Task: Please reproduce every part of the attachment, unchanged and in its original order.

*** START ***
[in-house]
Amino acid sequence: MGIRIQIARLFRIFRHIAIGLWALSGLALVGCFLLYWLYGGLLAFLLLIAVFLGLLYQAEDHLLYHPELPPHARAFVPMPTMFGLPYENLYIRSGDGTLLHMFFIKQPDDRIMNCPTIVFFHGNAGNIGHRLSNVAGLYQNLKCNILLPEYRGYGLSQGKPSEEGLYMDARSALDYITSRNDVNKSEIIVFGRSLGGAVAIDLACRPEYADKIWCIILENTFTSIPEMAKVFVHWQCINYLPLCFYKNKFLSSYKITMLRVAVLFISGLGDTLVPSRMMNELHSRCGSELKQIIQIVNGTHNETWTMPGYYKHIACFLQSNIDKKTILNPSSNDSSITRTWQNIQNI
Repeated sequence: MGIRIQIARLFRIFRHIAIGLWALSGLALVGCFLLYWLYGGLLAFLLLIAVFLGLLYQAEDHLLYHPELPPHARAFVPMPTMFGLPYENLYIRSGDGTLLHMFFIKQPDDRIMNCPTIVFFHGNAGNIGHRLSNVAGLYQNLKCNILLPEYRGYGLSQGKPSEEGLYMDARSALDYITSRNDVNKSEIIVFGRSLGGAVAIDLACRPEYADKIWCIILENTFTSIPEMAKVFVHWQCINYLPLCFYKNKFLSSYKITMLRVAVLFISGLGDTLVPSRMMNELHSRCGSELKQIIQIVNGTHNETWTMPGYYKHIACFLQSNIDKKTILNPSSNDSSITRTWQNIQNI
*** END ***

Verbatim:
[in-house]
Amino acid sequence: MGIRIQIARLFRIFRHIAIGLWALSGLALVGCFLLYWLYGGLLAFLLLIAVFLGLLYQAEDHLLYHPELPPHARAFVPMPTMFGLPYENLYIRSGDGTLLHMFFIKQPDDRIMNCPTIVFFHGNAGNIGHRLSNVAGLYQNLKCNILLPEYRGYGLSQGKPSEEGLYMDARSALDYITSRNDVNKSEIIVFGRSLGGAVAIDLACRPEYADKIWCIILENTFTSIPEMAKVFVHWQCINYLPLCFYKNKFLSSYKITMLRVAVLFISGLGDTLVPSRMMNELHSRCGSELKQIIQIVNGTHNETWTMPGYYKHIACFLQSNIDKKTILNPSSNDSSITRTWQNIQNI
Repeated sequence: MGIRIQIARLFRIFRHIAIGLWALSGLALVGCFLLYWLYGGLLAFLLLIAVFLGLLYQAEDHLLYHPELPPHARAFVPMPTMFGLPYENLYIRSGDGTLLHMFFIKQPDDRIMNCPTIVFFHGNAGNIGHRLSNVAGLYQNLKCNILLPEYRGYGLSQGKPSEEGLYMDARSALDYITSRNDVNKSEIIVFGRSLGGAVAIDLACRPEYADKIWCIILENTFTSIPEMAKVFVHWQCINYLPLCFYKNKFLSSYKITMLRVAVLFISGLGDTLVPSRMMNELHSRCGSELKQIIQIVNGTHNETWTMPGYYKHIACFLQSNIDKKTILNPSSNDSSITRTWQNIQNI